Moreover, the remaining comments were not egregious. We address specifically the prosecutor's comment that Gilkenson and David Stebbins had "reserved a place in hell for themselves." We disagree with the Appellate Court that in this remark, which the state has conceded was improper, the prosecutor expressed himself "in a most inflammatory and vitriolic" manner. Id., 307. Although we recently have concluded that religious references in closing argument may be improper; see State v. Ceballos, 266 Conn. ___, ___, ___ A.2d ___ (2003); that conclusion does not mean that all references to religion mandate reversal. We do not believe that the religious reference in the present case "viewed in the collective with other [improper] statements . . . [was] substantially prejudicial such that the fundamental fairness of the trial was adversely impacted." Id., ___.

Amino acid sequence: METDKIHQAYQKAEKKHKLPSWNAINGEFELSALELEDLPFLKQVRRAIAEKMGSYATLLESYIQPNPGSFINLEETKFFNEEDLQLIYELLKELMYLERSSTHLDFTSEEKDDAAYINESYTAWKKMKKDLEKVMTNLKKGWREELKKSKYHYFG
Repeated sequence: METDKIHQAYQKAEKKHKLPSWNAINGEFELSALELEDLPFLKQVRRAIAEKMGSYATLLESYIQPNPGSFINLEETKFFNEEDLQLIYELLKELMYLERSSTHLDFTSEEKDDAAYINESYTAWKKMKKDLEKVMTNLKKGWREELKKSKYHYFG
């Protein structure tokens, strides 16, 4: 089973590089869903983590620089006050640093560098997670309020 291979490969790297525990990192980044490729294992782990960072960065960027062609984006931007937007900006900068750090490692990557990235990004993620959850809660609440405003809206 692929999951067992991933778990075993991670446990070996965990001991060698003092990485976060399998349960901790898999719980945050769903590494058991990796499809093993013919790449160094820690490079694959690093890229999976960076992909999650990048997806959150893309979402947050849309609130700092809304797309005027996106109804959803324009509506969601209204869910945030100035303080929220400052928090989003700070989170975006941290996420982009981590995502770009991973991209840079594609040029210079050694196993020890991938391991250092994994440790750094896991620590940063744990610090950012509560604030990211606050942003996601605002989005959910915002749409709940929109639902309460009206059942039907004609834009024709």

3 The Centrality of the Misconduct to Critical Issues in the Case and the Strength of the State's Case